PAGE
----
Are higher taxes killing CA tax collection?
By Chriss Street
In January, California state tax collection beat Gov. Jerry Brown’s 2013-14 budget projections by $4.3 billion, or 39.1 percent. The out-performance was due to two expected one-time events that took place: $1 billion in delayed sales tax deposits and $3.3 billion of taxes on capital gains, dividends and bonuses collected in January for a prior period.
But something should be very disturbing to giddy state politicians and lobbyists who are cranking up for a new spending spree: January sales taxes plunged by $582.7 million, or 27 percent. It seems that Taxifornia finally raised taxes so high that affluent residents are moving their investments and spending elsewhere.
Many financial analysts declared the California debt crisis over two weeks ago, after the Legislative Analyst’s Office said the state was on track to collect $5 billion more in tax revenue in January than estimated in the governor’s budget. The revenue was expected to come from high-income earners cashing out of investments early to beat the rise from 15 percent to 20 percent in federal capital gains tax rates as part of the congressional fiscal cliff deal.
But according Department of Finance Spokesman H.D. Palmer, “As we always caution, you can’t assume or build a long-term trend — good or bad — off of one month’s worth of data, because any number of factors can swing one month either way.”
California clearly enjoyed a windfall in January, with affluent residents paying $3.3 billion more in retroactive estimated tax payments under November’s voter-approved Proposition 30 tax increase initiative and booking of capital gains, business income, and other income not subject to withholding prior to the January 1 federal tax increase. But income tax collections fell far short of the anticipated $5 billion bonanza; and sales taxes tanked.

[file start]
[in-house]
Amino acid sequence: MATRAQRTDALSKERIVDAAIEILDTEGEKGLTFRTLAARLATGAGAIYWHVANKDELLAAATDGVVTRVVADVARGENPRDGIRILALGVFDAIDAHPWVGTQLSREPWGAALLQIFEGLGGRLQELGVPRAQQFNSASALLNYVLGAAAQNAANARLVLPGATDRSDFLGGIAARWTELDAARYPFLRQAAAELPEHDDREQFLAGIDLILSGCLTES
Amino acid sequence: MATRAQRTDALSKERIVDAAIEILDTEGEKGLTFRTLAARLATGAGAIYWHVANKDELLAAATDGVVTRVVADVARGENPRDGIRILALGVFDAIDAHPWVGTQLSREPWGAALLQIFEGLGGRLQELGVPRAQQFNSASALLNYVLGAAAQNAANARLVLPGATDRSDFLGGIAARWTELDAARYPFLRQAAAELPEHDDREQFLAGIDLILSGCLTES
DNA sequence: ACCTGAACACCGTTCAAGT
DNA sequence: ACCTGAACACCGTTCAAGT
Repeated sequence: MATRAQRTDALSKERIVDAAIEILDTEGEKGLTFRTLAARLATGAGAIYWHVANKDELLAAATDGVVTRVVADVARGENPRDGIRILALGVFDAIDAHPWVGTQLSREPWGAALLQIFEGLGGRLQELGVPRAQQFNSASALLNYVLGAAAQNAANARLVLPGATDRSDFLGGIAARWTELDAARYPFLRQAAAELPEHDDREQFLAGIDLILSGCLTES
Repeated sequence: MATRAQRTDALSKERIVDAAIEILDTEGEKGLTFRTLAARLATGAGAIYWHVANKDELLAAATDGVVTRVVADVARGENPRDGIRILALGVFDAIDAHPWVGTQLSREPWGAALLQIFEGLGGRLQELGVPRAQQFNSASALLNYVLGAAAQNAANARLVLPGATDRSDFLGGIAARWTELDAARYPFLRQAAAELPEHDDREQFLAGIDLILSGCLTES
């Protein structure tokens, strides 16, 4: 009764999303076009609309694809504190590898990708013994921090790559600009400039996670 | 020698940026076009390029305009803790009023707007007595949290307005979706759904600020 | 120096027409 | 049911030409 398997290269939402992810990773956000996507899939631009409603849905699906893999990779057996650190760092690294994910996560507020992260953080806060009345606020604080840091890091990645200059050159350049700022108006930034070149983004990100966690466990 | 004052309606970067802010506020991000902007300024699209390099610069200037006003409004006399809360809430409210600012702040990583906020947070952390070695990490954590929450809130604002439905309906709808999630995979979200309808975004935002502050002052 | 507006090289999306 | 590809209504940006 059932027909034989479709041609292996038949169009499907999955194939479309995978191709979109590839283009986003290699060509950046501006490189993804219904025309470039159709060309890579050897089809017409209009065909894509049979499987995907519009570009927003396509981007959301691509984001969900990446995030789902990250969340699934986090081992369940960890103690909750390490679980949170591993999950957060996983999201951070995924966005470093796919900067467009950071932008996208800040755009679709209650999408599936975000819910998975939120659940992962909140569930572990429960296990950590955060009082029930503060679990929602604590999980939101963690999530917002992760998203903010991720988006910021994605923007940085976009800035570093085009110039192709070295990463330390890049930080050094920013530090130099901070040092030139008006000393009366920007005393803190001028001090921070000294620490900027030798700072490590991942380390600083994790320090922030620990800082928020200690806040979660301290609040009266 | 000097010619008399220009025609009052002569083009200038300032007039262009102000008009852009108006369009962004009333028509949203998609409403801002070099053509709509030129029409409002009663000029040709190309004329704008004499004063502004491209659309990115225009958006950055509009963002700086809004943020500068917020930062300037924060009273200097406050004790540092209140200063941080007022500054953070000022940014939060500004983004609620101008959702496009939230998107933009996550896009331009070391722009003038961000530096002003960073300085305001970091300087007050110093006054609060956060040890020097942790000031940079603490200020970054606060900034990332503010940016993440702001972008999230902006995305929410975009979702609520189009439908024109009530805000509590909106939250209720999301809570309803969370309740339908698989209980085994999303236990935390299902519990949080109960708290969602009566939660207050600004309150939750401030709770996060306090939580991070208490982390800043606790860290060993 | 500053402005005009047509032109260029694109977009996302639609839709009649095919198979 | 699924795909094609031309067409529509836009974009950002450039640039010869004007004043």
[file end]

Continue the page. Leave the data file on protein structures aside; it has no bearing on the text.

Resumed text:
During the campaign for Proposition 30, the $6 billion tax increase voters approved, the Howard Jarvis Taxpayers Association and other opponents warned that there is an inverse relationship, called the Laffer Curve, between rates of taxation and the resulting government tax collections. Lowering tax rates incentivizes more investment, and the volume of taxes rises. Raising tax rates strangles investment incentives, and the volume of tax collection falls.
Brown, who led the pro-Prop. 30 campaign, pooh-poohed concerns of competition from low-cost states, like Texas, if California imposed the highest statewide income tax at 13.3 percent, the highest sales tax at 7.5 percent (plus local levies) and 2nd highest gasoline tax at $.67 per gallon. Brown promised that if voters approved new taxes and he cut spending, California’s 2013-14 Budget would achieve the first surplus in a decade. At the news conference celebrating the passage Prop. 30 Brown said:
“I think the real lesson here is that voters have trusted the elected representatives, maybe even trusted me to some extent, and now we’ve got to meet that trust. But we’ve got to make sure over the next few years that we pay our bills, we invest in the right programs, but we don’t go on any spending binges like we did in the days when we had the dot-com boom.“
When asked how he would maintain discipline, Brown cited a mantra he performed every night before bed while studying at a Zen monastery in Japan in the 1980s:
“Desires are endless, I vow to cut them down.”
As Palmer said, it’s too early to say if the current trends will continue. But if they do, Brown is going to have to cut down a lot more desires that take the form of state spending.
CHRISS STREET & PAUL PRESTON
May 23, 2013